Monday, 4 December 2017

Book Haul (aka I'm Buying Again)

Earlier in the year I bought a new bookcase, had a couple of smallish culls and have tried to stick to the libraries (I belong to libraries in my home borough of Merton, and my work borough of Kensington) but now I’m bringing books in faster than I can read them again. Given that my new bookcase was immediately filled with the double shelved books I had to move just to see what was behind them, I’m busily trying to read and discard the newbies before I get too attached.  

Here then is the latest influx…

Penguins!

I've just discovered that the charity shop in Tooting near the railway station sells Penguins for a pound. They don't have a lot of the greens, but I did find The Waxworks Murder by John Dickson Carr. On the whole I would have to file this book under worthwhile but strange. I think it was meant to be creepy too, but somehow the unnerving atmosphere of the waxworks and the mephistophelian character of Bencolin weren’t quite doing what I could sense they were meant to.  The narrator kept telling us he was creeped out (not in those words, it was the 30s) but I never really suspended my disbelief long enough to feel it.

I also recently read (courtesy of Copperfields in Wimbledon, which keeps its old Penguins on a bookshelf in the doorway, apparently indifferent to Elizabeth Von Arnim's stricture that what is meat for roses is poison for books) The Plague and I by Betty MacDonald, which is about her spell in a sanatorium for TB.

Apart from her sense of humour – which is what carries you through the book despite the talk of collapsed lungs, death, ice cold beds and so on - what came through for me most strongly in this one was the frustration of both patients and nurses.

Patients because of course TB mostly struck down the young and healthy, people who found it hard to keep still all day for months on end, or go home and not go straight back to former habits. People who, like Betty herself, were of working age and who lost their jobs when they became ill, and needed to find work again. Or who were primary care givers reduced to seeing their children once a month for 10 minutes and desperate to get back to them.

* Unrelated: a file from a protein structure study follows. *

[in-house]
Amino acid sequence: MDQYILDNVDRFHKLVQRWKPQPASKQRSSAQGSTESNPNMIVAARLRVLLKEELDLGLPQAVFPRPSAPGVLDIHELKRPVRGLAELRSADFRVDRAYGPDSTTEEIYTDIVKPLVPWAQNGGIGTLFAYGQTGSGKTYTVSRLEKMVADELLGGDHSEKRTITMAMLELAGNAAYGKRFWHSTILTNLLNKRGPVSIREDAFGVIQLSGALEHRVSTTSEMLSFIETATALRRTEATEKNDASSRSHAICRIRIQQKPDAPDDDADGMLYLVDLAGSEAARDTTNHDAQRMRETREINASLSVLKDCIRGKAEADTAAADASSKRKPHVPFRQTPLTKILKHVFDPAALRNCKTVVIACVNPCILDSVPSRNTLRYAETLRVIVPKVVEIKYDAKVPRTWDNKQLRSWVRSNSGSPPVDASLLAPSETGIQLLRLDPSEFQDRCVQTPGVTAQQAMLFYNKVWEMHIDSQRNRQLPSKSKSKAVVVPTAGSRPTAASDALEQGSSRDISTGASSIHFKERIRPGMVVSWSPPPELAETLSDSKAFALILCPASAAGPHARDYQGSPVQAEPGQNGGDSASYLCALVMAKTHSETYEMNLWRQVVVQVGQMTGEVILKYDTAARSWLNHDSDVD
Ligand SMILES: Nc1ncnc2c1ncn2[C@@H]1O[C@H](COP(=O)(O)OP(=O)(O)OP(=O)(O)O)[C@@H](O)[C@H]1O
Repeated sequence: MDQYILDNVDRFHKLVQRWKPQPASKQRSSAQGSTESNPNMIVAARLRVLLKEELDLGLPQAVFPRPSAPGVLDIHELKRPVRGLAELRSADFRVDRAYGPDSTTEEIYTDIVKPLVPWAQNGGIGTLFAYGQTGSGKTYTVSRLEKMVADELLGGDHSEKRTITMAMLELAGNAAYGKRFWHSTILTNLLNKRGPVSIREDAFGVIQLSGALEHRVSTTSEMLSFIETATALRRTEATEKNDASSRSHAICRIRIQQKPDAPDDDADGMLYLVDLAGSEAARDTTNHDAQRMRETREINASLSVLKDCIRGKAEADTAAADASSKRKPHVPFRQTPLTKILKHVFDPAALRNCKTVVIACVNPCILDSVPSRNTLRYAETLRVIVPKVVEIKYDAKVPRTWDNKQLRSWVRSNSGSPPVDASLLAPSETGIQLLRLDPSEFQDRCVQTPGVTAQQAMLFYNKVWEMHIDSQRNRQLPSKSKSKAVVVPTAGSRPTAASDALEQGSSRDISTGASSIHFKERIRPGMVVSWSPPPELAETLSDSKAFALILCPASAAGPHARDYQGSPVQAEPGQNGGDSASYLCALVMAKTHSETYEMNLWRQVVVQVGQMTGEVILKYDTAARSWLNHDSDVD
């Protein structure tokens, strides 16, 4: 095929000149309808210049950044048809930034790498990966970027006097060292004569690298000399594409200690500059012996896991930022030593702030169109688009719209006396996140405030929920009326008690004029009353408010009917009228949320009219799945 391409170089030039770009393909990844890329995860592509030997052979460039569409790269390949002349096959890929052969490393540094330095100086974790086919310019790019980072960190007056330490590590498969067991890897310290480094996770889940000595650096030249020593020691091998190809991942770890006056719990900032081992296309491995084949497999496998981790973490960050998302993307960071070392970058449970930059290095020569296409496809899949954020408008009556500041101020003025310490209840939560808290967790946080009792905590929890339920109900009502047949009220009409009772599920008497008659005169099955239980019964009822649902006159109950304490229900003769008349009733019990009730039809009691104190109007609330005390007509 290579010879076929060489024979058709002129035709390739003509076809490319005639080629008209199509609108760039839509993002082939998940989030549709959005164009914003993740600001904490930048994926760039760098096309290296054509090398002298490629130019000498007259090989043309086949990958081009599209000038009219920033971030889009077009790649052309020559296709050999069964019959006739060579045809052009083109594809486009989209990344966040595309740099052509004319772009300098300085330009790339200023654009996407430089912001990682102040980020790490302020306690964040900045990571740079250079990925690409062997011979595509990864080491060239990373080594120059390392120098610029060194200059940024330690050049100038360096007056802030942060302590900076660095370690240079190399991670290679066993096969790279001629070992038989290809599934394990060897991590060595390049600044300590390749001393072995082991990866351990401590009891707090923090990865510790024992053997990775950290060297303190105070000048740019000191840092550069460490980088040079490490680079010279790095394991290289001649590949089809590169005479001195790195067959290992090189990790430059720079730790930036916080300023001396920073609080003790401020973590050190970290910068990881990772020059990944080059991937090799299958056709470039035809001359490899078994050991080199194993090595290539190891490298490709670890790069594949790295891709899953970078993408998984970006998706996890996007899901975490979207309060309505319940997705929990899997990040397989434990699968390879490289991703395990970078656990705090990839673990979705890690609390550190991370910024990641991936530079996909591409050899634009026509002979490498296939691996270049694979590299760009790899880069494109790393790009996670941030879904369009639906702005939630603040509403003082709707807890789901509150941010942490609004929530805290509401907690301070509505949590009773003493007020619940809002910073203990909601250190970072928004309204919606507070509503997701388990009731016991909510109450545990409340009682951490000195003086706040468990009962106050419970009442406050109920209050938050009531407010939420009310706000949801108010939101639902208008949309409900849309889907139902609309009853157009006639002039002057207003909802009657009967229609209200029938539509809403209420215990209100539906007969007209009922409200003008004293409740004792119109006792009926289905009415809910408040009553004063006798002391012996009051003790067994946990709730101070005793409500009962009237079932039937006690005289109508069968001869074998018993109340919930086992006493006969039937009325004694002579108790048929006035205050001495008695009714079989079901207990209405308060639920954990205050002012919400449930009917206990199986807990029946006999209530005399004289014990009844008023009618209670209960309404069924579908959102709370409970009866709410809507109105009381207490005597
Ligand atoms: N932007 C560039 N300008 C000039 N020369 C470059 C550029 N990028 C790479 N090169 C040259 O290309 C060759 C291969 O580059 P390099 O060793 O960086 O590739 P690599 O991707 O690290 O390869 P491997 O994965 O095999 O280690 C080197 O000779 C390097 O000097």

Nurses because complete compliance with the bedrest treatment was the only known cure for TB at the time, and almost impossible to ensure. A sympathetic nurse, one who turned a blind eye to a patient sitting up when she was not meant to, might contribute to a relapse, even haemorrhage and death. So they distanced themselves and clung to the rules, and separated patients who insisted on talking.  

The Great Port – Jan Morris

My copy of this comes from Oxford Polytechnic Library, it’s a battered, coverless, dusty blue hardback with ‘withdrawn’ stamped across the title page, and Morris’ old name on the spine. Let others talk of pristine pages and unbroken spines - I do love a well thumbed book.

As far as the text goes it’s interesting but not grabbing me. The places aren’t coming alive and the characters aren’t either. Maybe it’s because I recently read Helene Hanff’s Apple of my Eye, and she was a New Yorker, or maybe it’s because I’ve also recently read Trieste and the Meaning of Nowhere by Morris, which is so much more in every way.

Or perhaps it’s simply the wrong book at the wrong time. I’ll set it aside for now.

Then there is Marian Keyes Making it up as I go Along (on the Kindle, or more accurately, on my phone and mostly while I’m on the tube)

At first I wasn’t sure there was really a book here, to be honest. It starts with a selection of her make up articles, all of which are amusing – she doesn’t take it too seriously and she’s not trying to sell you things - but which are definitely at their best in short bites. There’s an ‘I’m a bit of an eejit and get overexcited about silly things and have to call my Mam’ schtick which started to annoy after the third consecutive chapter. (Which is fair enough, because of course they’re not chapters – they’re short pieces of writing which were never intended to be read in a lump).

Gradually though that eases off and you pick up on the fact that you are reading someone who is genuinely ill, on medication for that, and doing her damnedest to keep well and count her blessings and get on with her life.

I still don’t think it was a good idea to create longer chapters out of posts or articles on similar subjects though. Some sort of mixing it up or maybe a note at the beginning which would free the reader to mix it up would be a boon. There’s plenty here to pick and choose from – and she’s very, very funny. 

Incidentally I’ve not actually read any of Marian Keyes fiction, probably because it seems to be packaged as chick lit, which isn’t my downtime reading of choice (that would be vintage crime). On the other hand the thing she loses points for on Amazon is (shock horror!) having characters her readers don’t like, which quite piques my interest. Maybe I’ll get round to it.  

edit to the above: I didn't read the introduction. There is indeed a bit telling you to read it in any order you like. 

The Mitfords – Letters between Six Sisters. I’ve barely started this one, but I’m sure a fellow blogger put me on to it. I wish I could remember who.